Sharing Chemistry with the Community: “C” the difference

A girl looking at a test tube.Vitamin C, chemically known as L-ascorbic acid, is an important nutrient that provides support to body structures, contributes to wound healing and aids the immune system in preventing infection. In this activity, participants learn how to determine whether vitamin C is present in commercial drinks and, if so, how to measure the relative amount. The procedure is easy to perform, uses materials that can be found at a grocery store, and is suitable as either a demonstration or hands-on activity.

The basic experimental procedure combines 50 drops of the solution to be tested with 3 drops of starch solution. Iodine solution is then added dropwise until a blue-black color appears. The color is the result of the formation of the starch-iodine complex. If vitamin C is present, the brownish color of the iodine solution will become colorless — the vitamin C serves as a reducing agent and reduces iodine to iodide ions (colorless in solution). If there is no vitamin C (or very little), the blue-black coloration appears immediately. At the end, sodium thiosulfate can be added to the solutions with iodine to convert all the tri-iodide, iodine and remaining iodate into iodide — which then can be disposed of in the sink, if local regulations permit.

The vitamin C standard was prepared by crushing a vitamin C tablet and then dissolving it in 50 – 100 mL of water. Water was used as the other comparison standard. The audience then could compare the standard test results (with and without vitamin C) with the results produced from the sample beverages.

“C” the difference


  • Starch-iodine endpoint
  • Titration
  • Oxidation-reduction reaction


  • Standard solutions — 50 drops of water and 50 drops of vitamin C solution (300 mg ground vitamin C tablet in 100 mL water)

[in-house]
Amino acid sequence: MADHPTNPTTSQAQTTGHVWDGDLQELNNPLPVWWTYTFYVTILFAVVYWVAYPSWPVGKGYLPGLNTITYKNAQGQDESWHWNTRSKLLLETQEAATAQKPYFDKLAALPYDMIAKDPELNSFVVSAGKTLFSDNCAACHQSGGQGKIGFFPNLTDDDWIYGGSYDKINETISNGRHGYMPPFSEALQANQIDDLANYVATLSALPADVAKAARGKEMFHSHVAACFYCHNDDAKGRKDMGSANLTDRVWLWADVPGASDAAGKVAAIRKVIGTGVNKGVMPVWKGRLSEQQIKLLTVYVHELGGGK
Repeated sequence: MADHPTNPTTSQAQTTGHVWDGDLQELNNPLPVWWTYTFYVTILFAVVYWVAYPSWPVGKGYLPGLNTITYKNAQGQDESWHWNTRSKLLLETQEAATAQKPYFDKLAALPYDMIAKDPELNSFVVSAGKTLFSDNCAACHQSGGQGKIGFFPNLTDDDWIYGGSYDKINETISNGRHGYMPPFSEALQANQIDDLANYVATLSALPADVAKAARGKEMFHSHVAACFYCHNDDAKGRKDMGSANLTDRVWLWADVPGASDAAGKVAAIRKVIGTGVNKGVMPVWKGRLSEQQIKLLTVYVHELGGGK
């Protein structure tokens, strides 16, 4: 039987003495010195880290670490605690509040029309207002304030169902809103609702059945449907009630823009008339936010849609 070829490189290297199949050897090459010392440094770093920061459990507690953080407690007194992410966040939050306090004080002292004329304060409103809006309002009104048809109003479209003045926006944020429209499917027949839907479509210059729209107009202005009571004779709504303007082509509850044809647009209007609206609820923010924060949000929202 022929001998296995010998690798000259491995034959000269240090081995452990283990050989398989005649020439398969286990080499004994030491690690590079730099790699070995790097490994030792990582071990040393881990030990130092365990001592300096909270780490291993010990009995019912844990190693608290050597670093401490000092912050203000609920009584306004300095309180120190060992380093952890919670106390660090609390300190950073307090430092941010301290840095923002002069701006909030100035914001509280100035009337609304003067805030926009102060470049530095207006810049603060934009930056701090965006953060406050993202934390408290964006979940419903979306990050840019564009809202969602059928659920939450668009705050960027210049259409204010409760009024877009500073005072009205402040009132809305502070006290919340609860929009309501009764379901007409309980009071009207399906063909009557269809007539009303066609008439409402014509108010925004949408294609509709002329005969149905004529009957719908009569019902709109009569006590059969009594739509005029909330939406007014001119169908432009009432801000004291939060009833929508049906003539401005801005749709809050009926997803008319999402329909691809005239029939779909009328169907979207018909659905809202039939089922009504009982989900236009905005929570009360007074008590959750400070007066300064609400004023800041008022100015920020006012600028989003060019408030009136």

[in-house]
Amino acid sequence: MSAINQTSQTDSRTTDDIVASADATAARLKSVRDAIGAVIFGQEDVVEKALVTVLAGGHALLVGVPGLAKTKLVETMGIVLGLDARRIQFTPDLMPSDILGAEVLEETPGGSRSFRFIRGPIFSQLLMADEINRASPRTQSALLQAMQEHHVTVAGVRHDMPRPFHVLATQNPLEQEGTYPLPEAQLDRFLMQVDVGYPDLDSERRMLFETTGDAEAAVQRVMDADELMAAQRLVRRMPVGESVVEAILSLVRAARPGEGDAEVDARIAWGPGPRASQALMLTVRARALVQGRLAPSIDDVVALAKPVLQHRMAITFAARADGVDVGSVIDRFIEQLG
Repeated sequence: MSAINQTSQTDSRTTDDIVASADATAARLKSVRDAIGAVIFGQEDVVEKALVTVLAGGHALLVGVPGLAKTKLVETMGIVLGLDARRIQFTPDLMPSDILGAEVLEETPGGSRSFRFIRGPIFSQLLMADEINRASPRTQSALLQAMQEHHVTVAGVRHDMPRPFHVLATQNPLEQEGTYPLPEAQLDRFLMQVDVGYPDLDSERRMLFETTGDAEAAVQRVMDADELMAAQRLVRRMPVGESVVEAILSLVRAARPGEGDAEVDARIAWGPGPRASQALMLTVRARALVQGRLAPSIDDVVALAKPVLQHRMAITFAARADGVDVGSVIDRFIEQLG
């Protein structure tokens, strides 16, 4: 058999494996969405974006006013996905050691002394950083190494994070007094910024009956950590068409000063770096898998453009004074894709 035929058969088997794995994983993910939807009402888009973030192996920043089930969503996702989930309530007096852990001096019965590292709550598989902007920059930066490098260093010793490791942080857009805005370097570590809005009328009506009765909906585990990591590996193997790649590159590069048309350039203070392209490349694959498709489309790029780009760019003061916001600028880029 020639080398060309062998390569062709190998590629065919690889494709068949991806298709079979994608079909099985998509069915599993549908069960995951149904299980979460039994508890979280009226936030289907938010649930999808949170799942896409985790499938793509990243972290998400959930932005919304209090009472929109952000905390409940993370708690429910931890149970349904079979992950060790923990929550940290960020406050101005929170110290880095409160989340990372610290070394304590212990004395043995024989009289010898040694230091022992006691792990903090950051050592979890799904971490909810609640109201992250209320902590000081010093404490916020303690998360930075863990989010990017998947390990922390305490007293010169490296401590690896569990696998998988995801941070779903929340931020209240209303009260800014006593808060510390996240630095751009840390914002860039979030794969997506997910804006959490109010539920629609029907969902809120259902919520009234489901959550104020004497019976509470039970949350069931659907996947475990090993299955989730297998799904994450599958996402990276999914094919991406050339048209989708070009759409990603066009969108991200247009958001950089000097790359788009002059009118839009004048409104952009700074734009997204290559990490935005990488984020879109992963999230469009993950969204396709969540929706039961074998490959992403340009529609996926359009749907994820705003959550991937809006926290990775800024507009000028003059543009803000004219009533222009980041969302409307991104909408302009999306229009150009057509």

Note: all water solutions were made with distilled water.

  • Assortment of beverages (e.g., Gatorade®, apple juice, Hi-C®, Kool-Aid®
  • Starch solution
  • Iodine tincture
  • Sodium thiosulfate solution
  • Small test tubes with a test tube rack
  • Disposable pipets
  • Small dropper bottles to add the drops

Advance preparation

  • Starch solution is prepared by heating water to boiling. Then using spray starch such as Niagara®, spray periodically into heated water until the solution is cloudy.
  • Vitamin C solution can be prepared based on desired quantity for titration. Our solution was made by dissolving a 300-mg crushed vitamin C tablet in 100 mL of water. This solution required 10-15 drops of iodine to reach the endpoint.

    Some of the insoluble binder in the tablet may remain at the bottom.

  • Sodium thiosulfate solution can be found at photography stores still developing film. It can be used as is. If you have solid available, a 0.1 M solution works well — 2.48 g of sodium thiosulfate pentahydrate in 100 mL of water.
  • If desired, test tubes can be prepared ahead of time by adding 50 drops of test solution to separate tubes and
    3 drops of starch to each.


  • Add 50 drops of the vitamin C solution to one tube and 50 drops of water to another tube.
  • Add 3 drops of starch solution to each.
  • Add iodine tincture to each, drop by drop — recording the number of drops — until the iodine no longer reacts and a blue-black color appears. Approximately 1 drop for the water sample compared to 10-15 drops for sample with vitamin C.